Picture: 123RF/STEFANO CARNEVALI
Picture: 123RF/STEFANO CARNEVALI

Even the most reasonable dismissal decisions of employers are not guaranteed to stick. The Rustenburg Platinum and Shoprite Checkers findings discussed in previous articles show that arbitrators and judges are ready to overturn dismissals of employees who have committed serious offences.

This leaves employers at a loss about when offending employees may be dismissed. One view that appears to be emerging is that the seriousness of the employee’s offence must no longer be measured by the potential effect of the misconduct but rather by the actual effect thereof.

In the case of Numsa obo Davids vs Bosal Africa (Pty) Ltd (1999 10 BALR 1240) the employee was dismissed for being under the influence of alcohol at work.

The facts proved that there were no actual consequences of the employee working while under the influence of alcohol — the employee had been operating a crane for three hours before his condition was discovered. He had been doing his work efficiently for all that time and had caused no damage of any kind. The trade union therefore argued that the alcohol in the employee’s system was insufficient to intoxicate him and was insufficient to impair his ability to work. However, the arbitrator found the dismissal to be fair because of the danger that the employee’s condition posed of injury to others and damage to the employer’s reputation.

In the case of Numsa obo Motsele vs Haggie Wire and Strand (2006, 2 BALR 163) the employee again argued that, though he had been drinking alcohol he was not drunk and his ability to work was not impaired. Nevertheless, he was dismissed because his alcohol test showed that he was intoxicated. The arbitrator upheld this decision after finding that there was sufficient evidence that the employee was intoxicated, that he had denied that his condition had impaired his ability to work and that this denial counted against him.

The arbitrator also found that the employee was aware of the potential consequences of his actions and that the employer is entitled to set standards of conduct that arbitrators should not lightly interfere with.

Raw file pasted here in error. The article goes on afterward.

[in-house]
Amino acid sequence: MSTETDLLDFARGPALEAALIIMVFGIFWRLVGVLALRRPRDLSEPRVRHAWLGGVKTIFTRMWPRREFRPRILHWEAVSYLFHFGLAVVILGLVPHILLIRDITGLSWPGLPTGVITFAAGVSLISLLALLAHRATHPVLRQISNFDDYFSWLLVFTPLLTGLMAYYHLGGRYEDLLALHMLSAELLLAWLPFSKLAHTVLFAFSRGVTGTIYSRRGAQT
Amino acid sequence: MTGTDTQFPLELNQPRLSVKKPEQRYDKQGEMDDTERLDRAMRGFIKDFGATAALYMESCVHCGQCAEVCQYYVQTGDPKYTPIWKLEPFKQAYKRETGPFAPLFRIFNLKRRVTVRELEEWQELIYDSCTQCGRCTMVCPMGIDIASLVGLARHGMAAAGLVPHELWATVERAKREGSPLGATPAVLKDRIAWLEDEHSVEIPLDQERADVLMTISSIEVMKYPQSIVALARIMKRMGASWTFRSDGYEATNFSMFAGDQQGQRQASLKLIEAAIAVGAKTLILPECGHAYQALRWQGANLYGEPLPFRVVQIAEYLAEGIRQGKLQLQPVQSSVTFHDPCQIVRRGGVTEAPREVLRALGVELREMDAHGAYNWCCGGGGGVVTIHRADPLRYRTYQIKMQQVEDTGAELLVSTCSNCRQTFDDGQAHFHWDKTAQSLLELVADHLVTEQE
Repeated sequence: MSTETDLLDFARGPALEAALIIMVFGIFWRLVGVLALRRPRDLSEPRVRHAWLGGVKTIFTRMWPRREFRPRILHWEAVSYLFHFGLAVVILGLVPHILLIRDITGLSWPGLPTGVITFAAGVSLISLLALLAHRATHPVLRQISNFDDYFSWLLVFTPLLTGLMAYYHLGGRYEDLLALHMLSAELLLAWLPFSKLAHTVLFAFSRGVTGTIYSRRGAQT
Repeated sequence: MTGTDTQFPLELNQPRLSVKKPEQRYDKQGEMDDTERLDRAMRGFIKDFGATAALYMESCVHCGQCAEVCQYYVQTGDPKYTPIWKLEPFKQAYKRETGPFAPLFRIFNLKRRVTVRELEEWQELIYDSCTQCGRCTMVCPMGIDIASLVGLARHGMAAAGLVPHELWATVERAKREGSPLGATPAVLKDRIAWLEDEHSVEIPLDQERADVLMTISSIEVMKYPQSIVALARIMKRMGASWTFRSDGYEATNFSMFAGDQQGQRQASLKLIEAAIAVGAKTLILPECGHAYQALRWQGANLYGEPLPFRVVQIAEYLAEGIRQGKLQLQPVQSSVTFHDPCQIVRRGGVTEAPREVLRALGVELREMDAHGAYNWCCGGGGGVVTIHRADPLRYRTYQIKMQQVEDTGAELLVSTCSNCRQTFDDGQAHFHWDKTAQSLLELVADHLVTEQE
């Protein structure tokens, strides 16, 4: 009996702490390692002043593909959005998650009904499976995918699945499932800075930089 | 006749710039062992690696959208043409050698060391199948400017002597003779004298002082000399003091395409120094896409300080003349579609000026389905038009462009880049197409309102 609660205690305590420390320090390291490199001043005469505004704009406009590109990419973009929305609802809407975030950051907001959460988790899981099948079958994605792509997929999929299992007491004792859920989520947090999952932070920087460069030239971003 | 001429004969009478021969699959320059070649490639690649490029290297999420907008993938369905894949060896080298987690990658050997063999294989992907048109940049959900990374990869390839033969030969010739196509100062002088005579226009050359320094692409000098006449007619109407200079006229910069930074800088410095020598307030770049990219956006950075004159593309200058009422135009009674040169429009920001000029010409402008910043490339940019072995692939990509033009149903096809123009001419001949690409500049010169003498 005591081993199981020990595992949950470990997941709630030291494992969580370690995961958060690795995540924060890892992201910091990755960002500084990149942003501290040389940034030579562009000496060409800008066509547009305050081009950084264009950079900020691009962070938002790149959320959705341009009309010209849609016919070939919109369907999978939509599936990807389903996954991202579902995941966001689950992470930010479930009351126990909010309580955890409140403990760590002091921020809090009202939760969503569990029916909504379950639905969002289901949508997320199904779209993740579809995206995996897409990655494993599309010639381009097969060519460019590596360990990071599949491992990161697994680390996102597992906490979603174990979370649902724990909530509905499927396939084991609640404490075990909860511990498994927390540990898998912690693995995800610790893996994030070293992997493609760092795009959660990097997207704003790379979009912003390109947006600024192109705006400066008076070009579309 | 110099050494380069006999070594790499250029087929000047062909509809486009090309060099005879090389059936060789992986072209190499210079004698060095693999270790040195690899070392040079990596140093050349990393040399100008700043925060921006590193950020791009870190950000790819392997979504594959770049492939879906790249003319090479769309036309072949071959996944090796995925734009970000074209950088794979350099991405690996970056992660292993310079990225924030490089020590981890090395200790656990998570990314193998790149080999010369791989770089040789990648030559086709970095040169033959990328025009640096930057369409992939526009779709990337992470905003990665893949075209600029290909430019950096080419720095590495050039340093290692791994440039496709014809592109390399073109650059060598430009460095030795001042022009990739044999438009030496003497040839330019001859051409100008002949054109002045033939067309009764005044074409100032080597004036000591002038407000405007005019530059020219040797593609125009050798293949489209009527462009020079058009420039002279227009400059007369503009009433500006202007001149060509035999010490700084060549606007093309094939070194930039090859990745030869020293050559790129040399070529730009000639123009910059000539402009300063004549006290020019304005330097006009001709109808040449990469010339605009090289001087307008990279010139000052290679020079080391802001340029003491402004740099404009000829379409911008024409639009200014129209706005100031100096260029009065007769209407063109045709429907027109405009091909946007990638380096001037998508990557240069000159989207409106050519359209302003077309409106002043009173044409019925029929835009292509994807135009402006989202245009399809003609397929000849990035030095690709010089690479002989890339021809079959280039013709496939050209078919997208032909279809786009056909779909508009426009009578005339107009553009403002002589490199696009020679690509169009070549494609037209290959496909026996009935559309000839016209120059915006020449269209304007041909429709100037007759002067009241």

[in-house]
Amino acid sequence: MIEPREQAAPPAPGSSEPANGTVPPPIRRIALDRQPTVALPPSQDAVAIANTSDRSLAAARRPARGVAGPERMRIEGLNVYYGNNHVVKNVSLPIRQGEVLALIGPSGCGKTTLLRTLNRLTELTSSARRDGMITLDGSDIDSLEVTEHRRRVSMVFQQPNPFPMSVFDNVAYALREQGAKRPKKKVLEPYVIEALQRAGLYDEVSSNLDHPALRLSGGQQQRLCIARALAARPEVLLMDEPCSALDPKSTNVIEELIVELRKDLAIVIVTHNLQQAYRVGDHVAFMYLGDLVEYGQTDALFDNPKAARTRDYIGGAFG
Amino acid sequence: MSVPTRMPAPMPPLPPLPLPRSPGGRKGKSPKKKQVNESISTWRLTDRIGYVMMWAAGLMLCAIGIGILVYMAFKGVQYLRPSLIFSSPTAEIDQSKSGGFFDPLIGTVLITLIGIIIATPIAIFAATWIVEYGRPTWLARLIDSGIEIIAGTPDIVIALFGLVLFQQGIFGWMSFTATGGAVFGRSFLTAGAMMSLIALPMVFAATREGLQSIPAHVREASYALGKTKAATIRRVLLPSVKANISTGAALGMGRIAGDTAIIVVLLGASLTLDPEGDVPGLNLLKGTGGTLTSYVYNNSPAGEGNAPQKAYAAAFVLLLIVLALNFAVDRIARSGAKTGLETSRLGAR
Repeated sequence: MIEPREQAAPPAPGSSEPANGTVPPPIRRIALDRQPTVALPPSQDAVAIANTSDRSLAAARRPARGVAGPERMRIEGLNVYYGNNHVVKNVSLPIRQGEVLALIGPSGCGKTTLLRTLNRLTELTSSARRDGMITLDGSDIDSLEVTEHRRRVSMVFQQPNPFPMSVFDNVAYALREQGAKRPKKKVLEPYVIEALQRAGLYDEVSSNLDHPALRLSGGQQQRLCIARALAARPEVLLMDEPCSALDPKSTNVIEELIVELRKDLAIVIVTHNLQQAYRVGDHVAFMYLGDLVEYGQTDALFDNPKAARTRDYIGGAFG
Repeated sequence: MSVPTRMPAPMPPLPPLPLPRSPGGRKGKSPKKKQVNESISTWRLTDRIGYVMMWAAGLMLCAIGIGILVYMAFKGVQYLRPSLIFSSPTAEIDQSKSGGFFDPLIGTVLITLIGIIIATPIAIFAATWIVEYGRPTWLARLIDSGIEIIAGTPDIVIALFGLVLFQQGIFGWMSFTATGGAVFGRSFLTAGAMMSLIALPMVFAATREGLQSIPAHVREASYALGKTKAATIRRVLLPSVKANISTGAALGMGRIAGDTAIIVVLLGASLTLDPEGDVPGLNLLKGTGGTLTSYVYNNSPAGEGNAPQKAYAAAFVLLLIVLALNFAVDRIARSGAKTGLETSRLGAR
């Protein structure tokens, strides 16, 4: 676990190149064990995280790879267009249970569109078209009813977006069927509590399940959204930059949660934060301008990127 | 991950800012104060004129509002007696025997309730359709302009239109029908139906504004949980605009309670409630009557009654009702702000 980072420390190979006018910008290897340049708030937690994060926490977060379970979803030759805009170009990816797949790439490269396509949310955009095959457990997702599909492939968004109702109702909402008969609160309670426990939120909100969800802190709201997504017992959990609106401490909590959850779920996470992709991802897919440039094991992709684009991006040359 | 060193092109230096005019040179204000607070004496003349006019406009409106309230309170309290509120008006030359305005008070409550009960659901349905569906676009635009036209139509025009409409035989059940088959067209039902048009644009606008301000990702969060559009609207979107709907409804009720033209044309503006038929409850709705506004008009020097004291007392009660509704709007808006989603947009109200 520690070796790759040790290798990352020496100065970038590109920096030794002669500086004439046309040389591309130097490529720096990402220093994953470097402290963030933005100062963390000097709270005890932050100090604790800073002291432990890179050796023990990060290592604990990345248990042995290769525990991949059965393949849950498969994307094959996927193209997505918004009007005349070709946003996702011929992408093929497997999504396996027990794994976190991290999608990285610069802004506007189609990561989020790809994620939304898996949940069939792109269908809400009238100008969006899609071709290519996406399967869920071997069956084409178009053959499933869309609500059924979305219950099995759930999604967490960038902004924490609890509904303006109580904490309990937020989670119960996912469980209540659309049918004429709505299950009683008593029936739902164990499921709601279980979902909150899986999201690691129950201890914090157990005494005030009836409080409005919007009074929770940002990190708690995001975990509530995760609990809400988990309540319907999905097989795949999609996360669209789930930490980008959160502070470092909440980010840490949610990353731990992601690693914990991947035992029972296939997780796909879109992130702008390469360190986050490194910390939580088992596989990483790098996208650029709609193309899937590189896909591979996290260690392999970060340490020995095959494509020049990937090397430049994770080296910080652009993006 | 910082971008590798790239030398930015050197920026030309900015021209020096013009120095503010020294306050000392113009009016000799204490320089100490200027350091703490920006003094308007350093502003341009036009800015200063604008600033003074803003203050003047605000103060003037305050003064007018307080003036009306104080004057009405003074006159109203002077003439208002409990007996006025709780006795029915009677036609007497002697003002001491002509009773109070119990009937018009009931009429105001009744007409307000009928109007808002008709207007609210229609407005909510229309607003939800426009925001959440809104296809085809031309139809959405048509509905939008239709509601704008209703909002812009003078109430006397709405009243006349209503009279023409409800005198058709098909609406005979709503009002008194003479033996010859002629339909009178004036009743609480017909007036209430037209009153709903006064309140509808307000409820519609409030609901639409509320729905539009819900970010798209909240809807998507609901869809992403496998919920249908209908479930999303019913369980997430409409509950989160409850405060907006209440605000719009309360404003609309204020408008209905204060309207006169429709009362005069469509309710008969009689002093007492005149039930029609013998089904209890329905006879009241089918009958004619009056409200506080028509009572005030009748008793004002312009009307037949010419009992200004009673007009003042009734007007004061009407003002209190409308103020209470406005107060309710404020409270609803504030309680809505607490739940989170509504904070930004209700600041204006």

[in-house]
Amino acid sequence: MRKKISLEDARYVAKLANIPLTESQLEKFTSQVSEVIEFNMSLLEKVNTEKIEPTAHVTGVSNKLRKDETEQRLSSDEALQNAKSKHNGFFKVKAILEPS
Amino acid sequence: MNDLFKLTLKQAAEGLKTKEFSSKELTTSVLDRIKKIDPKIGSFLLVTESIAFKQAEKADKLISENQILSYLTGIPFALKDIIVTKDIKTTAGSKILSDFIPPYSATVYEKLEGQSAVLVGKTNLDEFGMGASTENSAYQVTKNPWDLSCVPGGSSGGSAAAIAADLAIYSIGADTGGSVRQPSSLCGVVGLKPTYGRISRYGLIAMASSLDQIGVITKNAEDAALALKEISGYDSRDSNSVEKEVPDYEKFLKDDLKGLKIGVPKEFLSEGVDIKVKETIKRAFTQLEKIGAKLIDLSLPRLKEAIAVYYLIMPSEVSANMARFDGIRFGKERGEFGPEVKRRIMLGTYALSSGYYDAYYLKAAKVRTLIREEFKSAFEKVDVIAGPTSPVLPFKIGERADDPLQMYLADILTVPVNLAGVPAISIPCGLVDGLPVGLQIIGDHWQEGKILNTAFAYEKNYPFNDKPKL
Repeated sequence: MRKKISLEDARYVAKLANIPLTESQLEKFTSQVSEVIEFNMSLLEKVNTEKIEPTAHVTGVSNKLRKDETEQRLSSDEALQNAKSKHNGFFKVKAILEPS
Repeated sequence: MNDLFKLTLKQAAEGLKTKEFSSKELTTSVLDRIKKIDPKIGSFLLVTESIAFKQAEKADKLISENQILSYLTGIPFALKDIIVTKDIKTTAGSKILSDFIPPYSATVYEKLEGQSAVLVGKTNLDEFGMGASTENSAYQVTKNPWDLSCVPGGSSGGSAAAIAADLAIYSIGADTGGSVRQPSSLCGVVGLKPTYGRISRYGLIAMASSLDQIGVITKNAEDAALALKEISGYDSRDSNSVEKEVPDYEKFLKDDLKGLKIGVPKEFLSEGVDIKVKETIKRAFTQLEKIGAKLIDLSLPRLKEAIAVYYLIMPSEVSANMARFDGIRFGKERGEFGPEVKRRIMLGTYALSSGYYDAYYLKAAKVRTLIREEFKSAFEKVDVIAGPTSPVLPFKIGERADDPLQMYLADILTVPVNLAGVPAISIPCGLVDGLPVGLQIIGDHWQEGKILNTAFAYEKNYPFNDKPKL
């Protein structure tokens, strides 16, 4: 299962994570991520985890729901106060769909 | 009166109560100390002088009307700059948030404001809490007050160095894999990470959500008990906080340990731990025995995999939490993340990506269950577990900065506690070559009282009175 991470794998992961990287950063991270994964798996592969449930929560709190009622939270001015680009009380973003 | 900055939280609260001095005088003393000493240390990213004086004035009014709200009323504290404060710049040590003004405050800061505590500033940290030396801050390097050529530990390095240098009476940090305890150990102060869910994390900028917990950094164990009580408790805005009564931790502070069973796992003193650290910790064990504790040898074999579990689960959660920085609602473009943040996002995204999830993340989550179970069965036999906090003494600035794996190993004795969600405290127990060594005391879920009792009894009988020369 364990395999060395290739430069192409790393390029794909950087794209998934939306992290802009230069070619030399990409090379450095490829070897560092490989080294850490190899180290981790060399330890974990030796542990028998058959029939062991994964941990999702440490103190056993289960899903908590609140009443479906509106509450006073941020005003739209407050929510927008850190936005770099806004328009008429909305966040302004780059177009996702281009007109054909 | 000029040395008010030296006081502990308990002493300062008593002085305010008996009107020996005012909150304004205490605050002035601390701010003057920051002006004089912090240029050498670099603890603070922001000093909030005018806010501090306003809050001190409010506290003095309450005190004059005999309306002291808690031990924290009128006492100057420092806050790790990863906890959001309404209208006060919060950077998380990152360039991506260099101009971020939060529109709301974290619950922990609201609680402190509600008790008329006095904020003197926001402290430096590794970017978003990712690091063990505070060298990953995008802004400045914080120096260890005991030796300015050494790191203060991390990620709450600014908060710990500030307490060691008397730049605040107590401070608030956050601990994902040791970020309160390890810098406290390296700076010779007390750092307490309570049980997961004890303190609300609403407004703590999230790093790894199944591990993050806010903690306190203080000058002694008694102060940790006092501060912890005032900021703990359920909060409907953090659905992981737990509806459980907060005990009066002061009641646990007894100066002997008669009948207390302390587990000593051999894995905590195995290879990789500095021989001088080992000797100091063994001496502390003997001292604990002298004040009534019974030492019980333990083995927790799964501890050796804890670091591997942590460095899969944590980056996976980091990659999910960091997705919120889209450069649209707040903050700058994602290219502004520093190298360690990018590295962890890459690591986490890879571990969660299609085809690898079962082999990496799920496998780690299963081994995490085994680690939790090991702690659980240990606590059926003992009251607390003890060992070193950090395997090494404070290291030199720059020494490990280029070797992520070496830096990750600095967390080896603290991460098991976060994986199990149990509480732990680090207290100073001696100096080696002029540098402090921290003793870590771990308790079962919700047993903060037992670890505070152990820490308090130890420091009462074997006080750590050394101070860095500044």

The arbitrator found that the employee’s conduct rendered continuation of the employment relationship intolerable.

Different approach

The above cases show that the employer was entitled to set its own standards for employee conduct and to dismiss employees for conduct that might be potentially dangerous despite no actual damage being done.

However, in the case of Astore Africa (Pty) Ltd vs CCMA and others (2008, BLLR) a very different approach was taken. A key reason for this appears to be that fact that the alcohol tests done in the above two cases showed how much alcohol was in the employee’s system while the test applied in the Astore case only showed the presence of alcohol.

In this case the employee had not caused any damage to property while driving the company vehicle. However, his speech had been slurred and he had been tested for alcohol consumption by a client where he was supposed to have been delivering goods. Despite this, the CCMA and the labour court (on review) found that the slurred speech might not have been due to the employee’s consumption of alcohol. They found that there was insufficient proof that the amount of alcohol in the employee’s system impaired his ability to do his work. On this basis they found that the dismissal was unfair.

In labour law, employers are not required to prove their charges against employees beyond reasonable doubt; are only required to prove their allegations on balance of probability. In this case it is clear that the employee did indeed have alcohol in his system; the alcohol test result was not  disputed. The employee’s condition was so apparent that the employer’s client tested him. In addition he had alcohol on his breath and his speech was slurred.

The arbitrator acknowledged that slurred speech can be an indication of the person being under the influence of alcohol. However, he added that this will not always be the case as slurred speech can also result from tiredness. However, applying the facts of the positive alcohol test result, the red eyes and alcohol breath it is clear, in terms of the principles of balance of probabilities, that the slurred speech showed that the employee was intoxicated.

In contradiction of this clear pattern of guilt the Astore decision is yet another in a growing line of decisions that could drive employers to drink. However, a less dangerous and more effective remedy would be to use labour law expertise as soon as alcohol-related cases arise.

• Israelstam is CEO of Labour Law Management Consulting.

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